Major Wealth Disparity Disproportionately Affect Elderly in South Korea


South Korea has rapidly transformed itself into a major player on the international stage in a matter of decades. It’s a nation of rapid growth, innovation and ever-increasing life expectancy, studied in business schools around the world as a model of rapid upskilling, and technological innovation. Currently the 4th largest economy in Asia, it remains one of the fastest growing developed countries. However, this incredible growth has hidden major wealth inequality. Seniors are increasingly alienated, barely able to meet basic needs in one of the wealthiest nations in the Indo-Pacific.

Nearly half of seniors in South Korea live in relative poverty, the highest percentage in OECD countries. Inability to keep up with the technological changes of the workforce and the high-skilled labour required has made many redundant. With low public spending and insufficient social security, some are forced into selling used paper and boxes, earning around $5 a day. Even though the private sector is no longer supporting the elderly as much as they once did, government assistance is slow. Pension reform is likely to result in decades of disparity. When President Moon Jae-In entered office in 2017, he ran on a platform of closing the wealth gap by increasing the minimum wage and retirement benefits. In the past three years, however, income inequality has increased, particularly amongst the elderly. Cho Hyun-yun, a researcher at Dongguk University stated it was essential that the government “resolv[e] elderly poverty.” 

Seniors have traditionally relied on private support by younger family members to care for them. However, weak adherence to Confucian traditions and high youth unemployment makes it significantly harder for children to support their parents. The impacts on the elderly are harsh, affecting basic needs including health, housing and food. As fresh food and vegetables are expensive to buy, and cook, the nutrition many receive is insufficient. Seniors are frequently pushed to the outskirts of towns in order to afford housing. Those who remain in cities often live in shared premises, occupying tiny 70 square feet rooms with no windows and share facilities such as bathrooms, and kitchens.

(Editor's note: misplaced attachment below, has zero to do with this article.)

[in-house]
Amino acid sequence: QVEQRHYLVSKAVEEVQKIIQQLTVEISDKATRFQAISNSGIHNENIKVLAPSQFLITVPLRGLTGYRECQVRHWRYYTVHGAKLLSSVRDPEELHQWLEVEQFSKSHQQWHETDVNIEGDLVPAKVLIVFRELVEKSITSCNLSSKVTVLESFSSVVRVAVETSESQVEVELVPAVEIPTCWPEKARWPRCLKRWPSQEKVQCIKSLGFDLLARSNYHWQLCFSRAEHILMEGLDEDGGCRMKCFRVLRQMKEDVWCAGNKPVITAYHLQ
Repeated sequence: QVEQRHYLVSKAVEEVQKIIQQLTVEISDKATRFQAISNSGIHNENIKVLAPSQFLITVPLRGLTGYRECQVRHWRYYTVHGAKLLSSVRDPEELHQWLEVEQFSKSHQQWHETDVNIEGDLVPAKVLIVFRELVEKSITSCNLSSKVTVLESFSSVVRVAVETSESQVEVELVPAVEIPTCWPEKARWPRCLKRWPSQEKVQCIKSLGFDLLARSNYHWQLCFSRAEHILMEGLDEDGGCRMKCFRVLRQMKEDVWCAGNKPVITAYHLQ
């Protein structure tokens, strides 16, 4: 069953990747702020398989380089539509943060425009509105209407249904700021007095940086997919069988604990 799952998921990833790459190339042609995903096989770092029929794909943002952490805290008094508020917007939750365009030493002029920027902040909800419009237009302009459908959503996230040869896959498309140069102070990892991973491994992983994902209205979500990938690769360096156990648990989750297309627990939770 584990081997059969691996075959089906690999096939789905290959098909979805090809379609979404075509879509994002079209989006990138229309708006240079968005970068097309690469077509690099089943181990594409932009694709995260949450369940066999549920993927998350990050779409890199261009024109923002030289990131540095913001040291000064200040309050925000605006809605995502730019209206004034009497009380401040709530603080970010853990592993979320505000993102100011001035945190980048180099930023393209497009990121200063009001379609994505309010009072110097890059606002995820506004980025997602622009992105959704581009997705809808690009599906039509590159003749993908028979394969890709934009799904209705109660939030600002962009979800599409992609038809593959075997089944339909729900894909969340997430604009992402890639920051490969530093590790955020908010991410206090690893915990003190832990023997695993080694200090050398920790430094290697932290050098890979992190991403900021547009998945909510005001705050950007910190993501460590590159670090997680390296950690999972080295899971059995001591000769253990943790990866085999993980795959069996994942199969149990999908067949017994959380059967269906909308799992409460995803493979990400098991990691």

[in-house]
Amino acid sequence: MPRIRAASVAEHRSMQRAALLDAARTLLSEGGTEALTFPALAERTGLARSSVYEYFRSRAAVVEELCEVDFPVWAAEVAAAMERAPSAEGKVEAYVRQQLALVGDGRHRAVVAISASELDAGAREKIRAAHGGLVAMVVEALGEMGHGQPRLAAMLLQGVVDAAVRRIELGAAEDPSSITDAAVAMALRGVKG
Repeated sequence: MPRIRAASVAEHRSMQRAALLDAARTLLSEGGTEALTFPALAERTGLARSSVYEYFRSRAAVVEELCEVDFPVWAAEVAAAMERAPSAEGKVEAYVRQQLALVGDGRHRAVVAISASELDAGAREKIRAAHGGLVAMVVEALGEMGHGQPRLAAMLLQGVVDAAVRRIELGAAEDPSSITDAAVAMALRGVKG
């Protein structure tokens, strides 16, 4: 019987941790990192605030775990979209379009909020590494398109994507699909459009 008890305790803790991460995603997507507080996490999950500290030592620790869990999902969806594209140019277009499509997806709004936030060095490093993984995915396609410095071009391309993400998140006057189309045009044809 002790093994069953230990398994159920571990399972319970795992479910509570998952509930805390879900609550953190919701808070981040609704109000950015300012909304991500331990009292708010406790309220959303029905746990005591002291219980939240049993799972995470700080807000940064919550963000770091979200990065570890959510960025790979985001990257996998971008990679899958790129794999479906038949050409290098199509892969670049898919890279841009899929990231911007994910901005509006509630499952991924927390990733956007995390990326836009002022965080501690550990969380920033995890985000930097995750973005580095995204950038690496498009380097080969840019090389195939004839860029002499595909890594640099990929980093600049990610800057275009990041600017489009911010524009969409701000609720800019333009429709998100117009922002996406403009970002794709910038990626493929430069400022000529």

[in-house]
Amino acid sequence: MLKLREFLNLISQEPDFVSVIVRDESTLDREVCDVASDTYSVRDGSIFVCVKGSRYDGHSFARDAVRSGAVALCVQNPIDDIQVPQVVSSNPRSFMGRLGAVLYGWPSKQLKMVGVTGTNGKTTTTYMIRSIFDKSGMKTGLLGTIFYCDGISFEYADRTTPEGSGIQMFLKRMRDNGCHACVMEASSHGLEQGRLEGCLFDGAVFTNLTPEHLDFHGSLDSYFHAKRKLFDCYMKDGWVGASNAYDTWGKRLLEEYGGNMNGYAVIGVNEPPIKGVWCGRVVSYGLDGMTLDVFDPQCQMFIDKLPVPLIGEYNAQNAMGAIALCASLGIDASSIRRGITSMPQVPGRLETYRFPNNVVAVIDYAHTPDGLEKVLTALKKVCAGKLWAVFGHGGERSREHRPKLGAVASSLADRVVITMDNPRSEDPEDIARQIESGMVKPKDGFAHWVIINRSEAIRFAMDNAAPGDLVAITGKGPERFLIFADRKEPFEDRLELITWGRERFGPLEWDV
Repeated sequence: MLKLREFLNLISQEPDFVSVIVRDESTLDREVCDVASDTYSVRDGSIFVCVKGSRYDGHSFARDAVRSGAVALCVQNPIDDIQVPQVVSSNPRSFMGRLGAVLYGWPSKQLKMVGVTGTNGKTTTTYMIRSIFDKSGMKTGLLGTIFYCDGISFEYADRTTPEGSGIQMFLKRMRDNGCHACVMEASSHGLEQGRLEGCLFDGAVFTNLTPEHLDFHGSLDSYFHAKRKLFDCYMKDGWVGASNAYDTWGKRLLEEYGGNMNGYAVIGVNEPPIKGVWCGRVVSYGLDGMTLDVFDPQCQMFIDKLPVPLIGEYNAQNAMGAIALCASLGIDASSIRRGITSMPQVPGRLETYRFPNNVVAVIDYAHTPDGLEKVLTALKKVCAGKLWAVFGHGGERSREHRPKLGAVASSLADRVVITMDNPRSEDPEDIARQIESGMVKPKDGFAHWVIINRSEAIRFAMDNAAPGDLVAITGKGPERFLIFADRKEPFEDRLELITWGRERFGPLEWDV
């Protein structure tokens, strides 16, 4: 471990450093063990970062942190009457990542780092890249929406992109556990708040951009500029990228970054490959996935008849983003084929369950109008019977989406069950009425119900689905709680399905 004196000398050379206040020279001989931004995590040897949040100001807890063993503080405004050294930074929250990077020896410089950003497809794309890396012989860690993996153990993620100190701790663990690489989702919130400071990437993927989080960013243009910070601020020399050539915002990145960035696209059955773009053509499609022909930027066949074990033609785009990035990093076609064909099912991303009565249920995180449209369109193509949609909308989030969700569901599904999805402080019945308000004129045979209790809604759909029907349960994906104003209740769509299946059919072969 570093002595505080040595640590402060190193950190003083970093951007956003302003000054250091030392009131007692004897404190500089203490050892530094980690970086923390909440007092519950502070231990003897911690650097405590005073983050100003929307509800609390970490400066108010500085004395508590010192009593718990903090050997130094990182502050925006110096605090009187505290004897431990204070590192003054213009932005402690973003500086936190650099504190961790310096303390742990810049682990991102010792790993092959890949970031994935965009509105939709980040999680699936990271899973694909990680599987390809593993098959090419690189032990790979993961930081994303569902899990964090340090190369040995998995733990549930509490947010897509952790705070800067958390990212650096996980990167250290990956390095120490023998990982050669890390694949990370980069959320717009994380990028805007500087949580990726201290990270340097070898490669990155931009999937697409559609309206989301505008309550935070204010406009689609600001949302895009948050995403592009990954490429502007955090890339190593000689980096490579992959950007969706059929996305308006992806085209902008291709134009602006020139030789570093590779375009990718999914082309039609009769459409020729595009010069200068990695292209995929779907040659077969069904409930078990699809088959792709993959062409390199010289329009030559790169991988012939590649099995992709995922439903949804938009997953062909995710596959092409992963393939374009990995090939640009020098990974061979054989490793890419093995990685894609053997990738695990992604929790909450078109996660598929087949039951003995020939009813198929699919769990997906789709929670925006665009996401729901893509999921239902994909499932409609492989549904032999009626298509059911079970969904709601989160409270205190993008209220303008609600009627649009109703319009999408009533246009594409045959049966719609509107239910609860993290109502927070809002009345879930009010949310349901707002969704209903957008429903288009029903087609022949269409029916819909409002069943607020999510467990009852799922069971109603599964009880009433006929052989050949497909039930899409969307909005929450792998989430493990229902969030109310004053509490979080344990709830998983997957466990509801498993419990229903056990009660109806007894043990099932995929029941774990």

While there is a high percentage of the elderly living in relative poverty, affordable healthcare has kept people healthy. There is universal healthcare and the state sponsors health treatments for the poor. Yet physical conditions are not the only needs which are not met. Constantly seeing proclamations that the nation is becoming a wealthier, technologically advanced state alienates those who are unaccustomed to a world of Bluetooth devices and smart phones. Fixing poverty amongst the elderly requires wider reforms to be carried out, in conjunction with increasing the minimum wage and pension support. In addition to granting seniors increased incomes, facilities must be put in place to create support systems and social events to combat alienation. Centres teaching technology use, facilitating meet-ups and providing warm meals would go a long way in supporting an ageing population.

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